Also, for all their dislike of traditional, institutional churches, the emergents are very quickly becoming, well, another traditional institution. They have their own conferences, books, speakers, leaders, videos, etc. Like most reform movements, it soon becomes an established institution, eventually needing to be reformed yet again. Nothing new under the sun, in other words.

    Bill Muehlenberg, CultureWatch

  • Yeah Stephen. Been there. Experienced that. What I find sadly amusing is that history shows that we change one form of temporal kingship for another, one form of papal tradition for another, one form of mortal headship and artificial spiritual hierarchy for another. Yet Jesus came specifically to give us a personal direct relationship to God through Him by the power of the Holy Spirit. How disappointed was God when the Israelites chose a man to be king instead of him. And how he longed for the time when His Son would establish a kingdom rule that replaced that. We live in that reign, yet like the passenger on the luxury cruise ship who doesn’t realise his ticket includes the lavish meal, we still seek mortals to spiritually lead us, to tell us what is actually written in our (spiritual) hearts.

    I had a (brief) conversation with a fellow believer who attends such a congregation and mentioning this concept was a ‘polarising’ discourse – essentially he couldn’t fathom that you can be under authority and yet be in charge of your own spiritual destiny, because of the teaching he sits under (as I used to). I find the pastors of the conservative congregation I attend understand this, and live it, and consequently the congregation is led to be obedient out of love, out of duty, and out of righteousness. The opposite to this is living purely out of our feelings and emotions, which we are warned not to do, for our carnal hearts are easily misled.

    However, there is often real desire and passion in the emerging churches which other churches can lack. Sort of like the dichotomy between romantic love and marital duty – both are good and both should be present – cold-headed decisions mixed with a passionate love. Like other examples you’ve shared, Bill, both can and should co-exist in a Christian’s life.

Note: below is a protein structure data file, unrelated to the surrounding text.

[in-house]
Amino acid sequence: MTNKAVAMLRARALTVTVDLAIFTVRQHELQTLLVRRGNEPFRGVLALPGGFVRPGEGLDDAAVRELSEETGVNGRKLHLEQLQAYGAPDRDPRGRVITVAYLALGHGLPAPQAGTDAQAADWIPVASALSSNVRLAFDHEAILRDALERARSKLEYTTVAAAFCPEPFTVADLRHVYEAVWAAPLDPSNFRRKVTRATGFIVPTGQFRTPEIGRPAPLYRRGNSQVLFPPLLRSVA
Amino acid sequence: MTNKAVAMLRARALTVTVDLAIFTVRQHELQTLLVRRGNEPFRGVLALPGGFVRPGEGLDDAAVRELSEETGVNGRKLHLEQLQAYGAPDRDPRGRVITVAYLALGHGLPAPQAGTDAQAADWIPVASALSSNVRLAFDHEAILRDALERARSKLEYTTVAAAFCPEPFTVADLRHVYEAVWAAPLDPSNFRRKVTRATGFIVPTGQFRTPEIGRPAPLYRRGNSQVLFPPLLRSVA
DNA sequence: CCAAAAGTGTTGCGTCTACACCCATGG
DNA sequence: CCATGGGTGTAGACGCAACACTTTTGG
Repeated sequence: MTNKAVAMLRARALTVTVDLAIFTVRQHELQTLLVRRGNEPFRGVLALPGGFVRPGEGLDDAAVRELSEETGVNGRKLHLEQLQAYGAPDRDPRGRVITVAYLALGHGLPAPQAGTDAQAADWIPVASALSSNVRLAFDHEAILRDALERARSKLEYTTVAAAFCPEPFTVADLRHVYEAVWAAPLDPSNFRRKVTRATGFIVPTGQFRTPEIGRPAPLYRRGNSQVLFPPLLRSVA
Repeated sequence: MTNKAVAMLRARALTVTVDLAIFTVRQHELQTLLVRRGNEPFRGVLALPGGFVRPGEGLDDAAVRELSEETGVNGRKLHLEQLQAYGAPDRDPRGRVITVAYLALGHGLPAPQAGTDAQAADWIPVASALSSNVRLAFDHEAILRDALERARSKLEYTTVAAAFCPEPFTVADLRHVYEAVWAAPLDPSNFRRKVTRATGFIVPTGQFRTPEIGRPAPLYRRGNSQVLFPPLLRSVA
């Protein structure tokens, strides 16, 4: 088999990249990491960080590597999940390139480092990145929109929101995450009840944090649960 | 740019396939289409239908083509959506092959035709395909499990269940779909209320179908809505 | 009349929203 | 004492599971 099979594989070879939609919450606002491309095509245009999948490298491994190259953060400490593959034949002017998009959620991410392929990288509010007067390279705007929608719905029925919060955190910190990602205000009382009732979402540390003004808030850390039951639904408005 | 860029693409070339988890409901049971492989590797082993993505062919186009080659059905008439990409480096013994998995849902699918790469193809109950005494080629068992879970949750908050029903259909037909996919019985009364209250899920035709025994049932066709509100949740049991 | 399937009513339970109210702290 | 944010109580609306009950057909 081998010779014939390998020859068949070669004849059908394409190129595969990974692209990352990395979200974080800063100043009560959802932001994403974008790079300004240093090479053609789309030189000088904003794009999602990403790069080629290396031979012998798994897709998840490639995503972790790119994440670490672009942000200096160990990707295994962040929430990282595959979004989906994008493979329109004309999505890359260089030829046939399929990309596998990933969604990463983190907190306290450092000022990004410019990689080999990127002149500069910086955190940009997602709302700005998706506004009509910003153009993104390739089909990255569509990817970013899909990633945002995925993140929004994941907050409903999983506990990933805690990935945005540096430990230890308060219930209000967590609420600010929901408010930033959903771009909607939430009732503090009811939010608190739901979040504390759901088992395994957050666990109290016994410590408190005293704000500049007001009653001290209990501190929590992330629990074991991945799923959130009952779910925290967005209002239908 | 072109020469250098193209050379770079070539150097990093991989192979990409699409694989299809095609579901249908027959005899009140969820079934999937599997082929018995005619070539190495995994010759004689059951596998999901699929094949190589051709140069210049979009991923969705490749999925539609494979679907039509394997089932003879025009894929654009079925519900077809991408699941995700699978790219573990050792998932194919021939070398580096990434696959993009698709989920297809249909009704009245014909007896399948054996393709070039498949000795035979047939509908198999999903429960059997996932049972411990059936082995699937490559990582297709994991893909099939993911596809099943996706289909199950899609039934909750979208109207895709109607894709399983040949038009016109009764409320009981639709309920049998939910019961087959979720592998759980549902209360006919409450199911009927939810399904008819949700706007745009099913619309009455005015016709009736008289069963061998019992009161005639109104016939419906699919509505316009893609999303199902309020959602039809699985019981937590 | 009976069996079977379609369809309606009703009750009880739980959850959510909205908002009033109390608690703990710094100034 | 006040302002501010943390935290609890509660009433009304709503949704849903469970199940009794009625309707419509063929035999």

Oswald Chambers in ‘My Utmost For His Highest’ often refers to the glory in the tedium, or maybe it’s glory of the tedium – staying true and disciplined and focused on Christ and His purposes through the the day-in day-out boring stuff that really tests us but in which there is much glory to God for our faithfulness and perseverance, because its in this way that we show that we truly love Him.

    I hope for much more discussion on this, as I think that this issue is at the very centre of much of the apostasy of today. It is a core doctrinal problem.

    Garth Penglase

  • I LOVED this article. I couldn’t agree MORE. One of the things I have been getting a growing revelation on for many years has been the fact that many apparent opposites in the Bible are intended to be embraced together. Otherwise half the truth is missed. There are SO many examples – and the one you have given is excellent!

    I remember about 8 years ago, when asked to preach, I picked the topic of obedience. But my conscience had no peace – I kept getting the thought – preach on LOVE and obedience. I wasn’t interested, but I got no rest until I said, OK God – but you have to give me a revelation on love! And He did! I had a powerful encounter with God that night, that left me in no doubt as to the magnificence of God’s love. And all I wanted to do for the next few days was OBEY God. I was even able to stick to the speed limit!!! I’ve been in no doubt as to the absolute relationship between love and obedience ever since. And as you pointed out, John and 1 John are full of examples of this powerful connection!

    A few other thoughts I’ve had kicking around – on opposites, that may be in fact intertwined:

    1. Hardship and prosperity. Paul – I’ve learned the secret of being content in all circumstances – whether well fed or hungry
    2. Free will and predestination – both are represented in the Scriptures. Perhaps, in the same way that our brains are too small to comprehend the eternal nature of God, and the trinity, perhaps in the same way both predestination and free will can occur at the same time. Just a thought.
    3. Grace and judgment.
    4. Faith and works (Romans AND James)

    And arguments about these issues divide the church, and have done so for centuries, because both sides can be argued with Scripture. Perhaps it’s time, as you say, for the church to realise it’s an ‘AND’ not an ‘OR’.